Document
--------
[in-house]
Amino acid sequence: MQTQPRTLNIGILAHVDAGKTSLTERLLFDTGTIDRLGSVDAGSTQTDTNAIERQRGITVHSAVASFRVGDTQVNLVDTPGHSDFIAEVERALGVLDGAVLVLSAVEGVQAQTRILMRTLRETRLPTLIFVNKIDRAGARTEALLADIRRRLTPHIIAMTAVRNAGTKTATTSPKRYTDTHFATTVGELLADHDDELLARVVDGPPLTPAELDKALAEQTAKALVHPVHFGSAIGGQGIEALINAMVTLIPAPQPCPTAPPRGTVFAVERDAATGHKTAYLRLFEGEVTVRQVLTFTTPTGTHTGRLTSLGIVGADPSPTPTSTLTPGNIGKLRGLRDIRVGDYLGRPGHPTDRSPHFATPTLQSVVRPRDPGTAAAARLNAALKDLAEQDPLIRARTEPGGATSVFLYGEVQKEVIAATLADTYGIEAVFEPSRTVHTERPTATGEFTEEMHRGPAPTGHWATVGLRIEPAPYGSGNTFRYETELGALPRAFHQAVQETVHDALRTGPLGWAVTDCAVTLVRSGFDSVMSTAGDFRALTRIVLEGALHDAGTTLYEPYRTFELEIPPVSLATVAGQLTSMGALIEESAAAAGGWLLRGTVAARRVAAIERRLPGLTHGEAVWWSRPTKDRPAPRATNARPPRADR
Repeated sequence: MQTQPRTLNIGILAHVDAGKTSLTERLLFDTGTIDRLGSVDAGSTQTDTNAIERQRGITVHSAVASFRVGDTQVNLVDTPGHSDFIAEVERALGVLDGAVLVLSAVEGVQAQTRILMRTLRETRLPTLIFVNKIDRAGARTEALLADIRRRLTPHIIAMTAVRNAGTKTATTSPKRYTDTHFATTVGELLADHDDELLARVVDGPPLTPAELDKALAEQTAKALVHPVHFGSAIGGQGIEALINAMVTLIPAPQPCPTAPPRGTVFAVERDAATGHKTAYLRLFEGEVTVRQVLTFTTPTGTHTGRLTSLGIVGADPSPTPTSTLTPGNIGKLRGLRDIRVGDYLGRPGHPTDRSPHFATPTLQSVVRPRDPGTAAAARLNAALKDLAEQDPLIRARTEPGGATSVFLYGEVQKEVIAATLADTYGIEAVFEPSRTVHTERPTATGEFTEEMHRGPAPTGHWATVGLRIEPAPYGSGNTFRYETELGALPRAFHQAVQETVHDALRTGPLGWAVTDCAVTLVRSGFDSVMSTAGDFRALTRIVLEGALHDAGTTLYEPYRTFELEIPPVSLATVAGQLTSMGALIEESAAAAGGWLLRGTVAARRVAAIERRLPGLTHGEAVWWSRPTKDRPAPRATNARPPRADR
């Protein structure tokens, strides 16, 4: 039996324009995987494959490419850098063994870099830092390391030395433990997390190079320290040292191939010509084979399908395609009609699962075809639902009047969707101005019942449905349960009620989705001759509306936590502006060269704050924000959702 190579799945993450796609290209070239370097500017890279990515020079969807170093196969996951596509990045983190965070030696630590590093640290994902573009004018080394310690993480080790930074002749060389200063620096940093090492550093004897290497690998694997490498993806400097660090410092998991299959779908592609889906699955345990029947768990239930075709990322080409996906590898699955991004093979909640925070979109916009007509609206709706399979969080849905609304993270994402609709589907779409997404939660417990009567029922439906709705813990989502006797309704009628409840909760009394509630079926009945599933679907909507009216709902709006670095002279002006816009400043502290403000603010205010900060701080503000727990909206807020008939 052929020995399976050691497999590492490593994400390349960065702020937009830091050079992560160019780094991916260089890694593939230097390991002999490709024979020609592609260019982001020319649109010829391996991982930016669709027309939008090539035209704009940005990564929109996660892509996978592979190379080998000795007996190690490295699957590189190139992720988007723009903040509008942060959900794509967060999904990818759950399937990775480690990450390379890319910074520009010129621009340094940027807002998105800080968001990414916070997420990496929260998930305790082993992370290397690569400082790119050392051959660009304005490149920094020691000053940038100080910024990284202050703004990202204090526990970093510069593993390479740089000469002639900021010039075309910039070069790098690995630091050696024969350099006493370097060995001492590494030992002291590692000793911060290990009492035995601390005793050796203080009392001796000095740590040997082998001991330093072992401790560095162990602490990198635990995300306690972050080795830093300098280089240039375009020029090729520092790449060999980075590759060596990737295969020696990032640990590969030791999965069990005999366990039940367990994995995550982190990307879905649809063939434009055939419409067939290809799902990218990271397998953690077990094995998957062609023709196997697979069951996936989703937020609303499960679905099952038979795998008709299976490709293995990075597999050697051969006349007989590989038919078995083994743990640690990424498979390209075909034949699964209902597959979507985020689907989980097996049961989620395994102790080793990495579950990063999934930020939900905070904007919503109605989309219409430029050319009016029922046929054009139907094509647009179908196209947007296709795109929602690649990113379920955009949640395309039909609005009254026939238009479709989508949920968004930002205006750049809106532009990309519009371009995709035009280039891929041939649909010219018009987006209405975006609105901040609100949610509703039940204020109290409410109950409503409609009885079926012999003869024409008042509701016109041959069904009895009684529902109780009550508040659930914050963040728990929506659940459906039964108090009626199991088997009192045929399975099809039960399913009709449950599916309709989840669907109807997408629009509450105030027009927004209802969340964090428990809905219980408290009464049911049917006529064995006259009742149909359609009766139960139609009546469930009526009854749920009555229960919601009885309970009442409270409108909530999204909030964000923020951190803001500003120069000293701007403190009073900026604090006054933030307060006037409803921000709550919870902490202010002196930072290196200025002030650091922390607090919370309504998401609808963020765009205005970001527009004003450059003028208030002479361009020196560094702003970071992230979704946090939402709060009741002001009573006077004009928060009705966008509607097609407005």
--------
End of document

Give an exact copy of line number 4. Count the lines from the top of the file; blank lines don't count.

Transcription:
């Protein structure tokens, strides 16, 4: 039996324009995987494959490419850098063994870099830092390391030395433990997390190079320290040292191939010509084979399908395609009609699962075809639902009047969707101005019942449905349960009620989705001759509306936590502006060269704050924000959702 190579799945993450796609290209070239370097500017890279990515020079969807170093196969996951596509990045983190965070030696630590590093640290994902573009004018080394310690993480080790930074002749060389200063620096940093090492550093004897290497690998694997490498993806400097660090410092998991299959779908592609889906699955345990029947768990239930075709990322080409996906590898699955991004093979909640925070979109916009007509609206709706399979969080849905609304993270994402609709589907779409997404939660417990009567029922439906709705813990989502006797309704009628409840909760009394509630079926009945599933679907909507009216709902709006670095002279002006816009400043502290403000603010205010900060701080503000727990909206807020008939 052929020995399976050691497999590492490593994400390349960065702020937009830091050079992560160019780094991916260089890694593939230097390991002999490709024979020609592609260019982001020319649109010829391996991982930016669709027309939008090539035209704009940005990564929109996660892509996978592979190379080998000795007996190690490295699957590189190139992720988007723009903040509008942060959900794509967060999904990818759950399937990775480690990450390379890319910074520009010129621009340094940027807002998105800080968001990414916070997420990496929260998930305790082993992370290397690569400082790119050392051959660009304005490149920094020691000053940038100080910024990284202050703004990202204090526990970093510069593993390479740089000469002639900021010039075309910039070069790098690995630091050696024969350099006493370097060995001492590494030992002291590692000793911060290990009492035995601390005793050796203080009392001796000095740590040997082998001991330093072992401790560095162990602490990198635990995300306690972050080795830093300098280089240039375009020029090729520092790449060999980075590759060596990737295969020696990032640990590969030791999965069990005999366990039940367990994995995550982190990307879905649809063939434009055939419409067939290809799902990218990271397998953690077990094995998957062609023709196997697979069951996936989703937020609303499960679905099952038979795998008709299976490709293995990075597999050697051969006349007989590989038919078995083994743990640690990424498979390209075909034949699964209902597959979507985020689907989980097996049961989620395994102790080793990495579950990063999934930020939900905070904007919503109605989309219409430029050319009016029922046929054009139907094509647009179908196209947007296709795109929602690649990113379920955009949640395309039909609005009254026939238009479709989508949920968004930002205006750049809106532009990309519009371009995709035009280039891929041939649909010219018009987006209405975006609105901040609100949610509703039940204020109290409410109950409503409609009885079926012999003869024409008042509701016109041959069904009895009684529902109780009550508040659930914050963040728990929506659940459906039964108090009626199991088997009192045929399975099809039960399913009709449950599916309709989840669907109807997408629009509450105030027009927004209802969340964090428990809905219980408290009464049911049917006529064995006259009742149909359609009766139960139609009546469930009526009854749920009555229960919601009885309970009442409270409108909530999204909030964000923020951190803001500003120069000293701007403190009073900026604090006054933030307060006037409803921000709550919870902490202010002196930072290196200025002030650091922390607090919370309504998401609808963020765009205005970001527009004003450059003028208030002479361009020196560094702003970071992230979704946090939402709060009741002001009573006077004009928060009705966008509607097609407005």